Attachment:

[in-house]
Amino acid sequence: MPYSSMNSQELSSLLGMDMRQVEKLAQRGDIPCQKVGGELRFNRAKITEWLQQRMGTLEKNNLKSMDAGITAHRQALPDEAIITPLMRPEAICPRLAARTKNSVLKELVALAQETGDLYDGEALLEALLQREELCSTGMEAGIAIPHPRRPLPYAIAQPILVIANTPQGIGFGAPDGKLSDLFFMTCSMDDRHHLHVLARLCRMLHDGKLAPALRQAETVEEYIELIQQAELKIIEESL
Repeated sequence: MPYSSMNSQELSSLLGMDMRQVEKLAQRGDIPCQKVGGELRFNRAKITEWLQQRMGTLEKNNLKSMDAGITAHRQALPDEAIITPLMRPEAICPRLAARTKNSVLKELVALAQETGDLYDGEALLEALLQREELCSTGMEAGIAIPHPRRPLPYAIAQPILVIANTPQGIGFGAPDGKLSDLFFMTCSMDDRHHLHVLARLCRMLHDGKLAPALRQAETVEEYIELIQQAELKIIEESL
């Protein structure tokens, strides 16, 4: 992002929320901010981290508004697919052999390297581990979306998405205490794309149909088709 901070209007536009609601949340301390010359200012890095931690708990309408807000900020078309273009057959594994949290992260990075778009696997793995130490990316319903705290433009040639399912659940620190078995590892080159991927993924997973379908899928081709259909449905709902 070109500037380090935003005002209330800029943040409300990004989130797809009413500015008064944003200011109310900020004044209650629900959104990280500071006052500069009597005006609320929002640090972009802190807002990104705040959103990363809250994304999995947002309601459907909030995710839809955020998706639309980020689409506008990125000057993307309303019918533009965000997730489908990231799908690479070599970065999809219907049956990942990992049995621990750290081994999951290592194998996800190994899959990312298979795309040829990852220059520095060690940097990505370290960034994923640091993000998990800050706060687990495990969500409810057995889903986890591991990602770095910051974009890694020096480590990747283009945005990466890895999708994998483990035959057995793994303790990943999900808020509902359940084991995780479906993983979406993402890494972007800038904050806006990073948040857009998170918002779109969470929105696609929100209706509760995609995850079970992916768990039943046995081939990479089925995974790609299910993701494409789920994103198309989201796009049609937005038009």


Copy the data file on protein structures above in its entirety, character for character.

[in-house]
Amino acid sequence: MPYSSMNSQELSSLLGMDMRQVEKLAQRGDIPCQKVGGELRFNRAKITEWLQQRMGTLEKNNLKSMDAGITAHRQALPDEAIITPLMRPEAICPRLAARTKNSVLKELVALAQETGDLYDGEALLEALLQREELCSTGMEAGIAIPHPRRPLPYAIAQPILVIANTPQGIGFGAPDGKLSDLFFMTCSMDDRHHLHVLARLCRMLHDGKLAPALRQAETVEEYIELIQQAELKIIEESL
Repeated sequence: MPYSSMNSQELSSLLGMDMRQVEKLAQRGDIPCQKVGGELRFNRAKITEWLQQRMGTLEKNNLKSMDAGITAHRQALPDEAIITPLMRPEAICPRLAARTKNSVLKELVALAQETGDLYDGEALLEALLQREELCSTGMEAGIAIPHPRRPLPYAIAQPILVIANTPQGIGFGAPDGKLSDLFFMTCSMDDRHHLHVLARLCRMLHDGKLAPALRQAETVEEYIELIQQAELKIIEESL
């Protein structure tokens, strides 16, 4: 992002929320901010981290508004697919052999390297581990979306998405205490794309149909088709 901070209007536009609601949340301390010359200012890095931690708990309408807000900020078309273009057959594994949290992260990075778009696997793995130490990316319903705290433009040639399912659940620190078995590892080159991927993924997973379908899928081709259909449905709902 070109500037380090935003005002209330800029943040409300990004989130797809009413500015008064944003200011109310900020004044209650629900959104990280500071006052500069009597005006609320929002640090972009802190807002990104705040959103990363809250994304999995947002309601459907909030995710839809955020998706639309980020689409506008990125000057993307309303019918533009965000997730489908990231799908690479070599970065999809219907049956990942990992049995621990750290081994999951290592194998996800190994899959990312298979795309040829990852220059520095060690940097990505370290960034994923640091993000998990800050706060687990495990969500409810057995889903986890591991990602770095910051974009890694020096480590990747283009945005990466890895999708994998483990035959057995793994303790990943999900808020509902359940084991995780479906993983979406993402890494972007800038904050806006990073948040857009998170918002779109969470929105696609929100209706509760995609995850079970992916768990039943046995081939990479089925995974790609299910993701494409789920994103198309989201796009049609937005038009």